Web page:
It is normal practice, however, to increase the dose further fairly rapidly as your GP has done. In fact, I would advise a further doubling of the dose to the maximum recommended dose of 10 mg in consultation with your GP over the next few weeks both to try and get your blood pressure down and also to produce the best form of heart and kidney protection.
Water tablets such as Frusemide are also useful in lowering blood pressure and the combination of an ACE inhibitor with a water tablet is usually quite effective in lowering blood pressure. If this combination is insufficient, however, to bring your systolic reading down to ideally <140 but certainly less than 160 mmHg then you may need an additional blood pressure drug. There are a range of such treatments, all of which combine very well with the combination that you are already on. You will need to discuss this further with your GP.
You also mention that you have been experiencing breathlessness. You do not indicate whether this is only on exertion or whether you also notice it at rest and whether it wakes you up at night. You should go to see your GP and discuss this further. It is possible that the breathlessness is related to an element of heart failure and again the combination of Ramipril and Frusemide is a good treatment as this will not only lower your blood pressure but also is an effective treatment for heart failure.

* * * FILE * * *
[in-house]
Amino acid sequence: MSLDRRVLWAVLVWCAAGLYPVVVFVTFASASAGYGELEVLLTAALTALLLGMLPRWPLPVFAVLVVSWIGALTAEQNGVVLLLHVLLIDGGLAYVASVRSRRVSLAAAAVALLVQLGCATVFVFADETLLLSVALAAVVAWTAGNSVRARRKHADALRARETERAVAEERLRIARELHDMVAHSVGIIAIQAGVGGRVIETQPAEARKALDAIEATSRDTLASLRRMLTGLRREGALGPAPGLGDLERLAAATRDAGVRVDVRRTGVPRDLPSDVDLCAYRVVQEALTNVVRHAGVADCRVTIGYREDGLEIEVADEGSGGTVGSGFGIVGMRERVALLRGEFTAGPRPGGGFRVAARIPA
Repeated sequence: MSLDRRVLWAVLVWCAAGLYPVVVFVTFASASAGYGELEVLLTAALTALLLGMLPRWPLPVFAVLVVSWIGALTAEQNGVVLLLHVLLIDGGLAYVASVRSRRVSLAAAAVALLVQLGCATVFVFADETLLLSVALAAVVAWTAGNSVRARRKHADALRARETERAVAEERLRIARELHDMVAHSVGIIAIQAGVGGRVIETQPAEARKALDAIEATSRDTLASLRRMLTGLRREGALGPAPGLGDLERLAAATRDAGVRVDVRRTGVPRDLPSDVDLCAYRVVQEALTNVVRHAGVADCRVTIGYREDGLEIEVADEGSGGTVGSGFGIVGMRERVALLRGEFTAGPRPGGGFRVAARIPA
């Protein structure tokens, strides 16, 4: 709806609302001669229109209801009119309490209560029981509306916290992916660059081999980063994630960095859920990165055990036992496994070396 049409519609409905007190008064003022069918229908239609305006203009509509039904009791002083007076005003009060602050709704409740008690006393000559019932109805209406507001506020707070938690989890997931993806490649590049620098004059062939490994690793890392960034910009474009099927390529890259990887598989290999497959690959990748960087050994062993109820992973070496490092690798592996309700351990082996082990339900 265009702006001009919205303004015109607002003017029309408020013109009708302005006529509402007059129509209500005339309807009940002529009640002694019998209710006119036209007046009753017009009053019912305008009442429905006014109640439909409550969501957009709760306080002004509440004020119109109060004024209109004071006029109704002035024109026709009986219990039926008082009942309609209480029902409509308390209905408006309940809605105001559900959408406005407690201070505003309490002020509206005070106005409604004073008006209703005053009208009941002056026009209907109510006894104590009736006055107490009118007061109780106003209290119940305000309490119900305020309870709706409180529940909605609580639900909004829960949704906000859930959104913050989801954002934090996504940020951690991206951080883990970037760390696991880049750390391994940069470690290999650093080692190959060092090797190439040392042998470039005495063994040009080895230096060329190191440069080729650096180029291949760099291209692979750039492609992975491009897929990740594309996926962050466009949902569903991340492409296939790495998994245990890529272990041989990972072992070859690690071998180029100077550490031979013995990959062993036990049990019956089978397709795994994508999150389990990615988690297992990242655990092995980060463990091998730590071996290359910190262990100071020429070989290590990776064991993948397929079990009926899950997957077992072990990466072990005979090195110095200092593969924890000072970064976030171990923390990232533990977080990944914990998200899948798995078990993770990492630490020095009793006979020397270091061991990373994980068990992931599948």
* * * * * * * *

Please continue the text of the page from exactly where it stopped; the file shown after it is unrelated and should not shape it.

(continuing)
As I mentioned above it is worth getting a full physical assessment, together with an ECG. I think it likely that your GP will also advise you to be sent to a specialist cardiac centre to have an echocardiogram. This is a very simple test but will give a very good indication of heart function - it is totally painless! This will certainly tell the heart specialist and your GP whether you do have an element of heart failure and help with further management.
Finally, I note that you are on 100 mg daily of Thyroxine. I assume that you are on this because you have an underactive thyroid gland. It is important that your GP does a blood test every so often to check that you are on the right dose of Thyroxine and I assume that he/she does do this and that you are on the correct dose. It is, however, worth asking about this.
What is low blood pressure?
Q . I am writing on behalf of male friend (50) who has recently collapsed from low blood pressure although he has been taking tablets for high blood pressure for the last 4 months and exercising regularly. He has no history of medical problems.
Firstly could you explain what causes low blood pressure and perhaps why this would cause someone to collapse and also (if possible) give any reason as to why this would happen given his circumstances.